Under the Pyramids (or Imprisoned by the Pharaohs)
After a period of lessened sales, Weird Tales was struggling. Magazine owner, J. C. Henneberger, thought that famous escape artist, Harry Houdini, could bring more attention to the short story magazine. Houdini had seen some mild success in print with a column "Ask Houdini" (most likely ghost-written).
In 1924, Weird Tales commissioned the writing of a story of the amazing adventures of Harry Houdini. Supposedly based around the unbelievable account of Harry Houdini, Lovecraft accepted the commission merely because the money was offered in advance of writing. In its original publication, and not until a 1939 reprint, the story was credited as written by Houdini himself. This was mostly due to an editorial decision that thought a second byline on a first-person account would seem confusing.
Not believing Houdini's account of the actual events, HPL took many liberties in the telling of this tale. Houdini still quite enjoyed the finished story and the pair collaborated on a few other works before the escape artist's death in 1926. These works included many articles and essays of scientific skepticism in regards to the rampant growth of mysticism and superstition (a favorite topic of both men).
Taking place in Egypt a decade into the twentieth century, this story embodies many of the classical traits of Lovecraft's cosmic horror. Told from the first-person perspective of Houdini, about his mysterious encounter while on vacation in Egypt, the story is quite an entertaining novellete.
Lovecraft received one-hundred dollars to write the story and he quickly threw it together in February as he made preparations for his marriage to Sonia Greene. The typed story was then accidentally lost in a train station, and despite numerous ads and requests to anyone who might have found the story, HPL and his new bride instead had to spend part of their honeymoon retyping the story from Lovecraft's original handwritten manuscript.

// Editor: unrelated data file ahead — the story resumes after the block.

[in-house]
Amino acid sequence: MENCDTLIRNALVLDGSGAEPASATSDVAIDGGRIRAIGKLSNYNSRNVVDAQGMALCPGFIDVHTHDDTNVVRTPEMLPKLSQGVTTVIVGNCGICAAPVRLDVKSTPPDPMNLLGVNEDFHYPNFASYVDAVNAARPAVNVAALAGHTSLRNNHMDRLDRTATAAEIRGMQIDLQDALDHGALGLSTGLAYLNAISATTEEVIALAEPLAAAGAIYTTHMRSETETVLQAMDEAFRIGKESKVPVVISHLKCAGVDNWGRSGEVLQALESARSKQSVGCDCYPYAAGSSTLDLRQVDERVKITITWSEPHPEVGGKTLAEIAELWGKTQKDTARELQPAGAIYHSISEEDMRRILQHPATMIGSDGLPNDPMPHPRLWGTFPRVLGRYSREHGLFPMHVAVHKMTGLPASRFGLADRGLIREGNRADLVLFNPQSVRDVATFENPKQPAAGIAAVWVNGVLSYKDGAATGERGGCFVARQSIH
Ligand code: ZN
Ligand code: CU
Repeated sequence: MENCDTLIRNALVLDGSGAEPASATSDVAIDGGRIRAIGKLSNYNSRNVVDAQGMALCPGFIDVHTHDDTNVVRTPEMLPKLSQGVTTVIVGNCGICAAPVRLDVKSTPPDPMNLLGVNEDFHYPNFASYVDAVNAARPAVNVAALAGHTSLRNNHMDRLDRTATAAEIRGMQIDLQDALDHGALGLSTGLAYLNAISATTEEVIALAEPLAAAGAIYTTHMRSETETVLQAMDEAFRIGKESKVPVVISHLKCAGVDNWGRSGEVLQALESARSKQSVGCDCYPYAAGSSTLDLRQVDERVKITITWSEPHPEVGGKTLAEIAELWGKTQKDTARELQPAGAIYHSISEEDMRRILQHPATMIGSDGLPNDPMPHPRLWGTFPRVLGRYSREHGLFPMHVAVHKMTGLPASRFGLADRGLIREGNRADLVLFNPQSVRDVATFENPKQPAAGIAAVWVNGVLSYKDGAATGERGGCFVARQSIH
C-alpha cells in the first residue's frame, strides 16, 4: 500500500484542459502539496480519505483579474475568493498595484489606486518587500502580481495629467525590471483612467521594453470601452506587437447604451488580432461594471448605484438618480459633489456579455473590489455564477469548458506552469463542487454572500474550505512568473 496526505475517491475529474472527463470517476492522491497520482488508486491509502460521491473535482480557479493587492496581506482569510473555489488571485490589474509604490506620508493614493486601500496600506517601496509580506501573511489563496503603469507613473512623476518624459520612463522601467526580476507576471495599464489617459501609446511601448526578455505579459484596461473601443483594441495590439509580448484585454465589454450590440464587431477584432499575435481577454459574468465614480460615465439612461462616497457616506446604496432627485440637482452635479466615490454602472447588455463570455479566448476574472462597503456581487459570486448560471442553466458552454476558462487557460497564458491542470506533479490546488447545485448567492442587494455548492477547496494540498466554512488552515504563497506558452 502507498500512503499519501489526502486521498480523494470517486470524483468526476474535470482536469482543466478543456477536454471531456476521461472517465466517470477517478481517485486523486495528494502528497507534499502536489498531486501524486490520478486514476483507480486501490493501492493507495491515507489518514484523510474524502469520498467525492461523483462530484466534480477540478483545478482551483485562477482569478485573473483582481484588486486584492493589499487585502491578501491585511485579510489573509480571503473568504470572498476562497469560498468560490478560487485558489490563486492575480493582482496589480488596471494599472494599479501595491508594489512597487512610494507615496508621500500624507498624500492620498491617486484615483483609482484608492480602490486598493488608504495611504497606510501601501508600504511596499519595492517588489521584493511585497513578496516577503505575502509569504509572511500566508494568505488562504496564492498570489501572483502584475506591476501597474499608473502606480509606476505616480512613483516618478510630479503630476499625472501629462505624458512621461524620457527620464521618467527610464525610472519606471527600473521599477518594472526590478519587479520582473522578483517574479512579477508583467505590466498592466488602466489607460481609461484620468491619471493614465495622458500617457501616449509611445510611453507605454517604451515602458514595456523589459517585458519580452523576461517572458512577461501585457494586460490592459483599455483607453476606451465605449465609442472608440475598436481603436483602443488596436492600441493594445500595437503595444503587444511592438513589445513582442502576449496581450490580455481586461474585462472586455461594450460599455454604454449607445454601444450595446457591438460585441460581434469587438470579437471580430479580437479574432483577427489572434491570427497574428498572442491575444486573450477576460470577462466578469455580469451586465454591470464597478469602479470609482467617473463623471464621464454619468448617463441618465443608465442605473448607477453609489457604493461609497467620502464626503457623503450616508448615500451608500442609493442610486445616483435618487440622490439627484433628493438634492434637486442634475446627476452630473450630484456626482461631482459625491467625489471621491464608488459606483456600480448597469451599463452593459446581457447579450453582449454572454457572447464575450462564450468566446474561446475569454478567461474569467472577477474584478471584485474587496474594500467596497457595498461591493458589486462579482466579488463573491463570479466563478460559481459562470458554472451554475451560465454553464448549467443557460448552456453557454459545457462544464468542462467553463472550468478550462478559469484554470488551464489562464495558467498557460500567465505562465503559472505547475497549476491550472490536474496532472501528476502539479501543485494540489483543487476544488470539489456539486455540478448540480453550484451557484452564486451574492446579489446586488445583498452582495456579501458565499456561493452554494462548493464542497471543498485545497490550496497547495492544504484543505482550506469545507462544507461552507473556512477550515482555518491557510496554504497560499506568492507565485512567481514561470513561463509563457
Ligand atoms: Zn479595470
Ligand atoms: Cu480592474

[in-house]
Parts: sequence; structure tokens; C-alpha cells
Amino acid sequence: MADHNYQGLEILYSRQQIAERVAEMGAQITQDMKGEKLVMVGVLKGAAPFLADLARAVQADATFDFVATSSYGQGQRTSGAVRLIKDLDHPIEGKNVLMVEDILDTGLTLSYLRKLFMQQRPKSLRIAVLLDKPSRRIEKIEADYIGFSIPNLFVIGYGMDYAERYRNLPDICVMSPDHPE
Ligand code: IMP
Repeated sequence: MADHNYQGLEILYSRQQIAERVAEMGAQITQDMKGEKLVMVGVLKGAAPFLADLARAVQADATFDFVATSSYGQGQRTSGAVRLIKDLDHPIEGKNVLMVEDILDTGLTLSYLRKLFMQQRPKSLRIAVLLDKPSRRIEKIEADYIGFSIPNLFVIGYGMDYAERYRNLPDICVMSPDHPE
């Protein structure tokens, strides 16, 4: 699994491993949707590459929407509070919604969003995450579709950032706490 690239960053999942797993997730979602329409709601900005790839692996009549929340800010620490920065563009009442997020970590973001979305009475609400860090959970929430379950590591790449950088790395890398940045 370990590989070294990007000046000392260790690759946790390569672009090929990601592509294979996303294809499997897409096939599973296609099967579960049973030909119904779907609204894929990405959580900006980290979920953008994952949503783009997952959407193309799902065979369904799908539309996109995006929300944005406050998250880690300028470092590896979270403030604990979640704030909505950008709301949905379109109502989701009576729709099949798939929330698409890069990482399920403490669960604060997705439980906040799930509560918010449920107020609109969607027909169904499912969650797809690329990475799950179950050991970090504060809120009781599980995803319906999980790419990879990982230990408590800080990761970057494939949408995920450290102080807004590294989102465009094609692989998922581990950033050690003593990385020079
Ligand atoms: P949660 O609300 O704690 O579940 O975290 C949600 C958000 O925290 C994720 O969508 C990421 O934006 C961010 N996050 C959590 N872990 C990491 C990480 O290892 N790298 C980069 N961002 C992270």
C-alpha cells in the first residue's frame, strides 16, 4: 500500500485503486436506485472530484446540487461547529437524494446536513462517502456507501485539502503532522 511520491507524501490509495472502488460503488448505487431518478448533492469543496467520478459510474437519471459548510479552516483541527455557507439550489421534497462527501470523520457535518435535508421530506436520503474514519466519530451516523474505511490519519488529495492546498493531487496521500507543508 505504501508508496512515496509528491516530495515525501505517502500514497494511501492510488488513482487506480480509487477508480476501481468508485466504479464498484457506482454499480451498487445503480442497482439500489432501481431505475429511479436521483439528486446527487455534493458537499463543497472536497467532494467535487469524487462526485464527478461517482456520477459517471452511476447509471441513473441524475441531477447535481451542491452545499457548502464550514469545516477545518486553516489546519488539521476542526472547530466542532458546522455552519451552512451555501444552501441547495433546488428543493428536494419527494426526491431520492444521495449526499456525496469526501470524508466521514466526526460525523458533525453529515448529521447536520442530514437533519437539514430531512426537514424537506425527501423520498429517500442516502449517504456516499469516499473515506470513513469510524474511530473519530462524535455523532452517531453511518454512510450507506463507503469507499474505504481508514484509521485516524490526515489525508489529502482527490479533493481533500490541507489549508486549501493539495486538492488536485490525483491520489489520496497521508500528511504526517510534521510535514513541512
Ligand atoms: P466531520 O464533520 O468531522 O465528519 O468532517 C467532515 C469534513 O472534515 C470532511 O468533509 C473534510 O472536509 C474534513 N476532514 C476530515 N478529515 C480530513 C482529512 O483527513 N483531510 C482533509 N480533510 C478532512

The story begins as Houdini finds himself captured by a group of men after a boxing match atop the Great Pyramid. After being bound and tossed in a hole, Houdini manages to escape his bounds as only he could. Finding himself lost within the deep darkness of ancient Egyptian ruins, he sets out to see what all the fuss about the Sphinx really is. Mostly, he relates, he is curious about what the Sphinx is actually supposed to be.
Deep under the tombs of long forgotten Pharaohs. Houdini discovers a cavern of immense proportion, with support columns taller than human sight. Within the great cavern, he witnesses all manner of strange creatures. Mummified atrocities of hybrid humans made to look like the half-beast gods of old. Even more amazingly, he is shocked to find living forms of these beings as they shuffle about bringing great offerings to a recessed area. This is where Houdini witnesses the truth of the Sphinx as a hideously strange creature emerges from an opening in the darkness.
I have to admit, despite being overwritten in the greatest sense of Lovecraft, I rather adore this story. It has the intrigue and adventure of a classic H. Rider Haggard novel with all the strange other-worldly beasties that Lovecraft could possibly fit in. I love the connection of the ancient religions of Egypt to a reality far darker and less understood. This is one of the best early examples of Lovecraft's grand cosmic horror that would make him so distinct. It is this essential part of Lovecraft's world building that would become so imitated by his followers.
Find out the shocking conclusion to this story by reading the full text here: HPL's Under the PyramidsNext time: TheUnnamable